So no, Hogan did not swing with only the upper body in the back swing.

Absolutely and completely wrong.  What are you going to believe, Mclean/Hogan’s explanation, or Hogan’s actual motion when you look at his swing, and his actual words in a video?  It gets worse…

2:25Mclean “It becomes quiet easy to restrict your lower body coil. And Hogan definitely wanted that to happen.”

hogan pivot


Everything Mclean says from 2:25 to 3:00 is just wrong, wrong and wrong

In the swing gifs above and here, Hogan is definitely in his post-accident swing, as the video is in color and he’s much older than the late-30’s in which he was at the time of his car wreck (being born in 1912, that would have made him around 37 in ’49, this is much later than ’49, as anyone can see in the above gif).

Look at his hips in both instances – full and free hip motion, no restriction.  Just because you’re building tension in the right hip on the back swing doesn’t mean you’re restricting the action.  In fact, you will only be able to build tension in the right hip if the hips are turning into the right foot and leg.

3:40-4:15 – “Blah, blah, blah, blah-blah-blah-blah…” – Here we have the classic error of thinking Hogan’s secret lay in the little micro-positions that you see when you take a still shot of a swing in action.

Hogan was built differently from you, you’re built differently from me, and no two people can swing the same way and achieve the same angles and positions because of this.

Hogan had flat lie clubs and was short, making his positions and swing plane much different from someone with the same height and regular lie clubs.  How about someone taller?

You’re not going to match anyone’s positions exactly, so all of this is just useless analysis…IMO…

4:25 And Onward – Watch these swings and then get back to me on “restricted hip action.”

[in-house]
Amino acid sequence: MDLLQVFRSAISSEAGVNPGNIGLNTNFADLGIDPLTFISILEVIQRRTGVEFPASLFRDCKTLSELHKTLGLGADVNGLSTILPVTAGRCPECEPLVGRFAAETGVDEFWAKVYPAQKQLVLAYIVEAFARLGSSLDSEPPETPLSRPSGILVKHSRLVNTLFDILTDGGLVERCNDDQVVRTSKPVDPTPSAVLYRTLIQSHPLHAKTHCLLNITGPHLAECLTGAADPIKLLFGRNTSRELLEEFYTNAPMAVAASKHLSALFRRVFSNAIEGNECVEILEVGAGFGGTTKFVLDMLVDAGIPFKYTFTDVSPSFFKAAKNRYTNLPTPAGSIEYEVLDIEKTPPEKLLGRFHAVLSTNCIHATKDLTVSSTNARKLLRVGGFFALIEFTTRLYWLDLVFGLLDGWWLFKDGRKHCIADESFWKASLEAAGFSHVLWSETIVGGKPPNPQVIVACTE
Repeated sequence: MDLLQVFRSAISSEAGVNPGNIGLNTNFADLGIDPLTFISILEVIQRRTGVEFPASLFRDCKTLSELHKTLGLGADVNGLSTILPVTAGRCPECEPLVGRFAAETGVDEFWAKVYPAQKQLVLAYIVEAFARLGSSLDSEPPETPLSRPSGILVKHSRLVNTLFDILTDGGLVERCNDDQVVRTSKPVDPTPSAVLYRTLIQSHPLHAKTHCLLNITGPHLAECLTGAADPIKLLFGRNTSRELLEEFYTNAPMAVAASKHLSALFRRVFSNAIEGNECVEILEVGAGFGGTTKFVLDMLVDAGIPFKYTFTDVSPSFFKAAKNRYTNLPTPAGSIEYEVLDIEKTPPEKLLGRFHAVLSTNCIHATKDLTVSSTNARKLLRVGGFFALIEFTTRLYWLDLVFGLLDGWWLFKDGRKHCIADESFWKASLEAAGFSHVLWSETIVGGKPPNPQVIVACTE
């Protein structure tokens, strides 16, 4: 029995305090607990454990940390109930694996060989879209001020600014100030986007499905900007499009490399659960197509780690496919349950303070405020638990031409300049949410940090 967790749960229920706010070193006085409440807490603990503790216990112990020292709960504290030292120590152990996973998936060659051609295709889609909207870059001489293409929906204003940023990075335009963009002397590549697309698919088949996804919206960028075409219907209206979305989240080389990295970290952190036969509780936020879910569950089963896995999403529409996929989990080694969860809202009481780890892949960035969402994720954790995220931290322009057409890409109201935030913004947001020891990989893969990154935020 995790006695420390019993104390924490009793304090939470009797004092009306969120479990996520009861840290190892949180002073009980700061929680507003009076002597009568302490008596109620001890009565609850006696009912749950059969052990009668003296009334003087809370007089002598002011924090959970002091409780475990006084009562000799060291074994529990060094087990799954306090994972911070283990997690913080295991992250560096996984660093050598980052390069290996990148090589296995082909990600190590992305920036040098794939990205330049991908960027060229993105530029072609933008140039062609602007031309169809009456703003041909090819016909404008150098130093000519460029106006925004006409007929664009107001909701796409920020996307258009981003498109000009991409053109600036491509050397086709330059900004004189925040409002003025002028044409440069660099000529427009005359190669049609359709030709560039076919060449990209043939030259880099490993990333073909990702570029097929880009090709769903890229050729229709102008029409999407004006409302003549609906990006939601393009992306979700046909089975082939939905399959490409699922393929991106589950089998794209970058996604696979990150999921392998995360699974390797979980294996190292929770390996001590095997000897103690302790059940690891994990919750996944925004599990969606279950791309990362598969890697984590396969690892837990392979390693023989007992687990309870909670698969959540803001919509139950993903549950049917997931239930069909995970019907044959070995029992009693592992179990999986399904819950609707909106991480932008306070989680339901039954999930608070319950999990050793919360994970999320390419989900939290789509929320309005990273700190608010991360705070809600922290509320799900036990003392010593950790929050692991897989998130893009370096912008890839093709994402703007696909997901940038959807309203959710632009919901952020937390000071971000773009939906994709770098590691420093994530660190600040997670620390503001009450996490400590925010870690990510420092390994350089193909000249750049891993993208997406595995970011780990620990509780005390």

Also, have a chuckle at Hogan supposedly having 132 mph swing speed – that would put him at a higher speed than myself, as my “cruising” golf speed is around 115-120 mph on Trackman and in the mid-to-high 120’s on the SSR – either way, it’s a ridiculous number for anyone who knows anything about the golf swing.

And now you know why people haven’t been able to swing like Hogan – they’re listening to the wrong people and not even using their eyes.

Hogan’s swings are all over Youtube, and if you’re going to come away from those swings saying “restricted hip action” when the man’s hips turned virtually away from the target by the top of the back swing, then I don’t know what to tell you except, “Alrighty then…”

So, let’s just go with what we can see in Hogan’s swing and not what others tell us is happening, shall we?

4 thoughts on “Why You Can’t Learn Ben Hogan’s Swing (And Update With Jordan Spieth)

  1. DJ Watts Post author

    Just to say, I was a little out of sorts being laid up with Covid the past week and am beginning to feel normal again, but there’s the fact that it’s currently 3 degrees Celsuis (37F) and snowing outside.

    So, I shouldn’t have even bothered being miffed, as I should be feeling vigorous enough to start the season long before it’s actually golf weather around here.

    Reply
  2. Mark

    Glad you’re on the mend. You know, unless I’ve missed an interview (entirely likely), I wouldn’t be surprised if Spieth expressly advises others to NOT try and copy his technique. McCormick seems to make it clear that a young Jordan wanted no part of his odd technique challenged and changed. I think Spieth knows his swing is his own creation and not meant for anyone else. He even stated that his little weird preshot routine is all ‘feel’ and ‘not real’ which I think sums up his approach to his full swing. He invented something that ‘felt’ right for whatever he was trying to accomplish.

    He’s obviously not trying to revolutionize swing mechanics. He just wants to win and he thinks he figured the best way for HIM to do that. If nothing else, I admire his stubborn independent streak.🤷‍♂️

    One thing I’ll give him, other than maybe a sprained left ankle, it doesn’t look like a swing that will injure him. I’d be curious to know what you think about that.

    Reply
    1. DJ Watts Post author

      Good points Mark and agreed. As to the left foot, no he doesn’t swing anywhere near hard enough to seriously damage himself other than incremental strain damage to that joint and even then, likely not. With Spieth it’s about the things that limit his efficacy more than injury risk.

      Reply